Despite the popular image of students being seen as a group who sit permanently to the extreme left of politics, the Conservative Party were the most popular party among students from around September 2007 to around February 2010. And for most of the period since late 2010 the Conservatives have been considerably more popular among students than the Lib Dems. However, as of May 2019 the Conservatives have become the least popular of the main parties, only just managing to make it into double figures in the vote share stakes and coming fourth, after the Green Party.
Jeremy Corbyn’s net favourability score has declined almost continuously since February 2018 when it was at its high of +35%. The latest wave has his score at +1%. Over the same period the Lib Dem score has risen from -12% (under Vince Cable) to the current score of -6% for Jo Swinson. Boris Johnson’s score of -58% is an all time low for any party leader in terms of leader favourability. The current Prime Minister has the lowest favourability among Russell Group students (-66%) while Jo Swinson has the highest rating among this group.
YouthSight has been tracking the student vote in the UK since 2004. In that time, we have run 142 waves of polling. Each wave of fieldwork is run using YouthSight’s Student Omnibus survey. The latest wave (142) was conducted 3rd-7th October 2019. The sample for the Student Omnibus is based on a representative sample of full-time undergraduate students at UK universities. Quotas are set for course year (1,2,3+), gender and university type (Russell Group, pre-1992 universities, post-1992 universities and specialist institutions). Targets for the quotas are acquired using the latest data supplied by the Higher Education Statistics Agency (HESA). Weights are also occasionally used to ensure the sample is fully representative. A sample size of approximately 1000 students is used in each wave. All respondents taking part in the voting questions are eligible to vote in UK elections. For the Brexit questions, eligibility status is made clear in the tables. All participants are members of YouthSight’s 150,000-strong online research panel. All completers receive around £1 to £2 in shopping voucher credits.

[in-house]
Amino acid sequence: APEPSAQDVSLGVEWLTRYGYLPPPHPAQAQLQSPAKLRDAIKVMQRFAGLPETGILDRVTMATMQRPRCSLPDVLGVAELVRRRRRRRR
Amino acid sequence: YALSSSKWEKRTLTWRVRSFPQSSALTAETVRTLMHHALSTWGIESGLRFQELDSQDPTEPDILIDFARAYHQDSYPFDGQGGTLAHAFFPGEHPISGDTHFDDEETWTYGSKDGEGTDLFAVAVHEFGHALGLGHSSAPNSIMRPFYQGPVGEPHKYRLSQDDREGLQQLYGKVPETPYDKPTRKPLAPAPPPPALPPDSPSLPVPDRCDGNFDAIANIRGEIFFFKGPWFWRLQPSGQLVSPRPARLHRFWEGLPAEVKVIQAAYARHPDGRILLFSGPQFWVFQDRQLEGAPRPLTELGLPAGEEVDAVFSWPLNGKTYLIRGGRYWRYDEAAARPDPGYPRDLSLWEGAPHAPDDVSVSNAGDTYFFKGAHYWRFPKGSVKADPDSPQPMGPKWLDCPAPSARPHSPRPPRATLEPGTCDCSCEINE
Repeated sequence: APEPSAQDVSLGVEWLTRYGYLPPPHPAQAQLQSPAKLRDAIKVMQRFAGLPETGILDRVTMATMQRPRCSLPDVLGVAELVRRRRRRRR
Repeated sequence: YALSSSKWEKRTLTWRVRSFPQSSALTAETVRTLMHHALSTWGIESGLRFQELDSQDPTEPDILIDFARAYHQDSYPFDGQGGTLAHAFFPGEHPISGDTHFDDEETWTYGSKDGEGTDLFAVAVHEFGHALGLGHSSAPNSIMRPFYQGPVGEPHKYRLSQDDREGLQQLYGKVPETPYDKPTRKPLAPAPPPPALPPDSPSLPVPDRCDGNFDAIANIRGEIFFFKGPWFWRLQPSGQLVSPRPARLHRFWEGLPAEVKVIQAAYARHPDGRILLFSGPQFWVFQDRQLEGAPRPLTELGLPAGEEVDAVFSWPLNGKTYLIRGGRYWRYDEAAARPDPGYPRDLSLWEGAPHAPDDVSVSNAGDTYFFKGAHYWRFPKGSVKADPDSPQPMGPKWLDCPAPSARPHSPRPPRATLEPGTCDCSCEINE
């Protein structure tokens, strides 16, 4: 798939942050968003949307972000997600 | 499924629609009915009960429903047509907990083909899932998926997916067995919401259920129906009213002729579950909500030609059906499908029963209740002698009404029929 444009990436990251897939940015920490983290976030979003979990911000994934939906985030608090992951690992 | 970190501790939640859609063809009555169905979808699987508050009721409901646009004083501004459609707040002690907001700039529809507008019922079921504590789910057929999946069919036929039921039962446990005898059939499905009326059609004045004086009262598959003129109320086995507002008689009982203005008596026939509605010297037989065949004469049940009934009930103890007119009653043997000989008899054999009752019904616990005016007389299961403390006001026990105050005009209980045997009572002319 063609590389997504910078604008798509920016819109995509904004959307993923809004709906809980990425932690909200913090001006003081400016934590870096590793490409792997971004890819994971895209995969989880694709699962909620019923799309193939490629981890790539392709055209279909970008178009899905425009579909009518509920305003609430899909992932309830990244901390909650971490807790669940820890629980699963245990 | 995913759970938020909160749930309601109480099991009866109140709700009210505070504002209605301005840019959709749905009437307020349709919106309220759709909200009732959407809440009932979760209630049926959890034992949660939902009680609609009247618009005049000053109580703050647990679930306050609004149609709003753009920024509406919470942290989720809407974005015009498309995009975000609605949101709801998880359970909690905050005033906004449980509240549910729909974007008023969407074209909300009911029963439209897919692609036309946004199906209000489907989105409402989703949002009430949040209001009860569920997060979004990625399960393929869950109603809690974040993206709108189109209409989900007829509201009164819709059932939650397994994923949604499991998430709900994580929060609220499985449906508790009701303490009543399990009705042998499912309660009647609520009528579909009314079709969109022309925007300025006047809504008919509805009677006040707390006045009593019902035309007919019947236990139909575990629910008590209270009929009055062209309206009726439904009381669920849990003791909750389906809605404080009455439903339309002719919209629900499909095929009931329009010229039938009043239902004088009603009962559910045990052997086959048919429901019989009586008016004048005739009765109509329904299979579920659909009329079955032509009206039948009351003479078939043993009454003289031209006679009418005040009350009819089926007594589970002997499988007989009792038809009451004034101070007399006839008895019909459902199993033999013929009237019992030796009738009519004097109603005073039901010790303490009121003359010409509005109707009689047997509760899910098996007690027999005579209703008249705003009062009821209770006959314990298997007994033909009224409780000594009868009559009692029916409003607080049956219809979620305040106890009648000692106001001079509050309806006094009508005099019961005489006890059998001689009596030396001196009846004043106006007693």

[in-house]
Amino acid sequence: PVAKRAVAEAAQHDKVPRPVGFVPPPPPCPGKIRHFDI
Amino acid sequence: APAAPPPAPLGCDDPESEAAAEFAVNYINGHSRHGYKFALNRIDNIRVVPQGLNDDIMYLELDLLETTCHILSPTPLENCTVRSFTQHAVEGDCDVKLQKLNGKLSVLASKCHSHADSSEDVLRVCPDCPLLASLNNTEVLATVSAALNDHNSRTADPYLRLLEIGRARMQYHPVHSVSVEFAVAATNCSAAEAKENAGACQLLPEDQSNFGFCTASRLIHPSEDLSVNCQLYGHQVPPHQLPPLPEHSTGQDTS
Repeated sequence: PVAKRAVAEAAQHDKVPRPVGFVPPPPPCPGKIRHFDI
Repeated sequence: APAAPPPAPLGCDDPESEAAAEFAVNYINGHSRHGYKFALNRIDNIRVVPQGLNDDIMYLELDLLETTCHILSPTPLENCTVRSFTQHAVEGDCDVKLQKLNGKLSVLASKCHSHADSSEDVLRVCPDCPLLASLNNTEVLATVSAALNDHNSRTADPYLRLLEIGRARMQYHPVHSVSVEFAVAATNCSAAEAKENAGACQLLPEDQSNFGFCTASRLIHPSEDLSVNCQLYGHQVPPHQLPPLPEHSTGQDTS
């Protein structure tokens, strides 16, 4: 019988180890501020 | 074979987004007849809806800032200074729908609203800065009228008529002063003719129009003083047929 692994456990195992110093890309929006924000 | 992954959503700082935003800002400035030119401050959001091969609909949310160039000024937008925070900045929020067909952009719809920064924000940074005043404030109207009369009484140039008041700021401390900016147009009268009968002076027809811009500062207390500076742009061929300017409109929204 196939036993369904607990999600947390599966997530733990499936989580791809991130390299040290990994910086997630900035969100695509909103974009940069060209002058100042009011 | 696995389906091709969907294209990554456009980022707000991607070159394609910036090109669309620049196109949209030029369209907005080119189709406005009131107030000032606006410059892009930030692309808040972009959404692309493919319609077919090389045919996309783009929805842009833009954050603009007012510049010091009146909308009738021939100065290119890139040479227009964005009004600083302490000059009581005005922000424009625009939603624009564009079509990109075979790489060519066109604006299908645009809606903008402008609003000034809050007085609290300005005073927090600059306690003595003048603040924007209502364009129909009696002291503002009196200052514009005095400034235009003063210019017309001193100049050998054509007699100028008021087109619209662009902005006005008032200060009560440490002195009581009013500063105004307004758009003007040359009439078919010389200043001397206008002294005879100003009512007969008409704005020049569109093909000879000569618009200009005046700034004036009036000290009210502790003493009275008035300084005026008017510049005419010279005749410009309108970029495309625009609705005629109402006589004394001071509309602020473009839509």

When reporting likely turnout, we consider only those we regard as having a high likelihood to vote. We base this on the question, “How likely would you be to vote in an immediate General Election?”, We measure anticipated turnout by looking at those who rate their likelihood to vote in an immediate General Election at 8, 9 or 10 on a 1 to 10 scale where 1 is “absolutely certain not to vote” and 10 is “absolutely certain to vote”.
Party preference question
When looking at party preference, we only regard the views of those we consider to be highly likely to vote (i.e. rate themselves an 8, 9 or 10 on the Turnout question). Furthermore, we remove the ‘don’t know’ answers from the base, so when we talk about the share of the student vote, we automatically mean ‘among those both express a preference and are likely to vote’. The voting preference question we have asked consistently, for the past fifteen years is, “How would you vote if there were a General Election tomorrow?” We give pre-coded choices for all the major parties of the day: currently that is: Labour, Lib Dem, Conservative, SNP/Plaid Cymru, SNP, Plaid Cymru, Green Party, UKIP, BNP, Sinn Fein, DUP, SDLP, Ulster Unionist Party, Brexit Party and Change UK (The Independent Group) and "Another party".
Leader favourability questions
We measure leader favourability by asking participants to rate how they “feel” about each of the party leaders (Labour, Conservative and Lib Dem only) on a scale of 0 to 10, where 0 means “strongly dislike” and 10 means “strongly like”. We calculate the favourability score by taking the percentage who score 7, 8, 9 or 10 and subtracting from that the percentage scoring 0, 1, 2 or 3. We disregard the views of those who offer scores 4 to 6 simply we want to try and establish the net views of those with a strongly positive or negative perspective.
YouthSight was established in 2004. We are an independent specialist market research agency, focused on 16-30s. Our culturally minded and commercially driven researchers steer brands and universities to fully maximise their relationship with Gen Z and Millennials. Our panel & data services division provides agencies with access to our 150,000-strong panel of 16-30s and comprehensive research data services.
We would like to thank the Higher Education Policy Institute, Open Britain and Times Higher Education for their contributions in developing our questions, especially our Brexit questions, over the last few years.